Kiaran MacDonald, The Savoy: Suites are critically important for all of us, and with 73 suites, we’re continuing to chip away at competition trying to get our market share. Our aspect of overlooking the river is key. We’ve embraced that by introducing a river cruise as part of the suite offering. We’ve done it for the summer as a testing and it’s been very well received.

We’ve also added airport transfer as a [suite] standard. That’s more about taking ownership of the guest as soon as they disembark, to take out the stress around travel.

Andrew Thompson, Metropolitan by COMO: We were a non-sporting venue of the Olympic family [in 2012] and it’s incredible the amount of focus we had from January 1 to the end of the Olympics. And then came sort of a void afterward, so we used [2013] to bed down. We’re lucky with our owners that we’ve had their continuous investment in our spa and the bar. We’ve got a bedroom product that’s 16 years old; it’s still the original product, so it’s time to look at that.

Andrew Thompson, The Metropolitan by COMO.

Andrew Thompson, The Metropolitan by COMO.


Ruthanne Terrero: What is the current booking pattern like?

David Morgan-Hewitt: What’s surprised us is how good [2013 was]. Cities often have bad years after Olympics. We had quite a good year. June for most of us was the best month we’ve ever had.

Debrah Dhugga: And August 2013 was amazing in comparison to 2011—you can’t look at 2012 ADR in comparison. Post- and pre-Olympics there was a real dip for our season at Dukes hotel. This August we had a huge growth in occupancy and a huge growth in ADR. It was one of the strongest Augusts in history.

We all want that top-end luxury market so we’re looking at new opportunities. Russia is coming through nicely. Dukes was very much about Americans coming through. The younger market from the UAE is growing.

David Morgan-Hewitt: Bars are important. There’s a real bar culture that has returned to London.

David Morgan-Hewitt: Bars are an entry point as well. Afternoon tea is one way [people enter our brands]; the other is through bars. You can come in and join in the luxury aspect of it.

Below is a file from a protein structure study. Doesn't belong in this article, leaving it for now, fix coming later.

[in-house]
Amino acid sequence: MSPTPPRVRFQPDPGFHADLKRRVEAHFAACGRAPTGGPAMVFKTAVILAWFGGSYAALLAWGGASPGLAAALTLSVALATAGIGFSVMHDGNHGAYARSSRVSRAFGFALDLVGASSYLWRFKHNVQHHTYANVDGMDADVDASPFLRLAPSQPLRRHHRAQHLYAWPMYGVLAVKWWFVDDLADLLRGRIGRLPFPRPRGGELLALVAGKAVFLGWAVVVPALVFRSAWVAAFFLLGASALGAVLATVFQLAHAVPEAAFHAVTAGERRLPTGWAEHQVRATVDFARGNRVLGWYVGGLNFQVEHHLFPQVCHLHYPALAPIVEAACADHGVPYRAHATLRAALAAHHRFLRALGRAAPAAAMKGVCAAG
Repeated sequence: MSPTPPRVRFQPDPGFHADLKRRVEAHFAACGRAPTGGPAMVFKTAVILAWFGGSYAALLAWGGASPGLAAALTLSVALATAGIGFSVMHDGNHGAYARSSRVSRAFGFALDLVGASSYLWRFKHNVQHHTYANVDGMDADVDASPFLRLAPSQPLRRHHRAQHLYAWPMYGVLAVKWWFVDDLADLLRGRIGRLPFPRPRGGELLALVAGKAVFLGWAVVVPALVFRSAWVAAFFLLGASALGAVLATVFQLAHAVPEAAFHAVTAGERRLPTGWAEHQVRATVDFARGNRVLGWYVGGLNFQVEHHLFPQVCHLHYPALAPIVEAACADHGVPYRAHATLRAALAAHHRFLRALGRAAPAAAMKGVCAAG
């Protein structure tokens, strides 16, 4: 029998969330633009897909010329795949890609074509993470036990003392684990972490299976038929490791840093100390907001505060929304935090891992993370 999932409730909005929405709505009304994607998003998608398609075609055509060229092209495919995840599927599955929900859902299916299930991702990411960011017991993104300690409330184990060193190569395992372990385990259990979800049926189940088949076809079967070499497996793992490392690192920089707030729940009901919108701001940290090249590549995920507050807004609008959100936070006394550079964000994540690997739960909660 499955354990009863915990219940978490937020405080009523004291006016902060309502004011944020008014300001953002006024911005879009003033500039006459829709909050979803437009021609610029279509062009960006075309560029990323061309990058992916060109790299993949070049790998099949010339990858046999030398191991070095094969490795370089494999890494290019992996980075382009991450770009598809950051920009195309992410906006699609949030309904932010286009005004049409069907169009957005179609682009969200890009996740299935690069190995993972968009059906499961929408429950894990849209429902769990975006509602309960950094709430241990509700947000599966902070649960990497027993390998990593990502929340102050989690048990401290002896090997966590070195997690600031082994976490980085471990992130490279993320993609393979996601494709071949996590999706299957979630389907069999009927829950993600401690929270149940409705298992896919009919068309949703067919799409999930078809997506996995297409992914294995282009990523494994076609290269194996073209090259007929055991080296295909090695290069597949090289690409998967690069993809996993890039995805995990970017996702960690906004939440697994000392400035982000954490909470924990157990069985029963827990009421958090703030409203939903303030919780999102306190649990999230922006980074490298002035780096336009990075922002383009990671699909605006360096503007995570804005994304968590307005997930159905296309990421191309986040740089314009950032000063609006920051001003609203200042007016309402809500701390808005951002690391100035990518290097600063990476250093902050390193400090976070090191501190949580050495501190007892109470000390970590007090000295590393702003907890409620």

Kiaran MacDonald, The Savoy.

Kiaran MacDonald, The Savoy.


Ruthanne Terrero: How is your luxury leisure market evolving?

Sylvain Ercoli: All of our clients are individual travelers; there are [no corporate rates]. Our hotel has just 50 rooms and 35 suites and seven presidential suites. This is how we manage to sustain really high occupancy. I’ve observed that we’re inter-generational. We have a young market but they know the product. The new generation, ages 35 to 55, can afford £2,000 to £5,000 a night. We see them from all over the world.

Louis Sailer: The economics have changed: In the past, staying in a luxury hotel was a privilege but it’s a right nowadays. You don’t have to be 65 years old and rich. You see clients aged 17, 18, 19 and 20 with the same disposable income.

For more of our conversation with London GMs visit:, keyword: London

David Morgan-Hewitt: With so many hotels opening, it is undoubtedly making a difference and there is still a lot in the pipeline. There’s a very strong possibility that rates are going to be driven down. This might seem like a good idea for clients; however, the reality is, luxury costs money. Our wage bills are enormous because we know luxury is about having people who can see what you want before you know it yourself. If our business models change and we have to take our rates down, we are not going to have that sort of money to spend.

Sylvain Ercoli: It’s important to keep in mind that whatever you want your hotel to accomplish, we are in the people business, with shareholders, clients and staff. The question that you constantly have to ask yourself is, if you know what your customer wants today, what do they want tomorrow?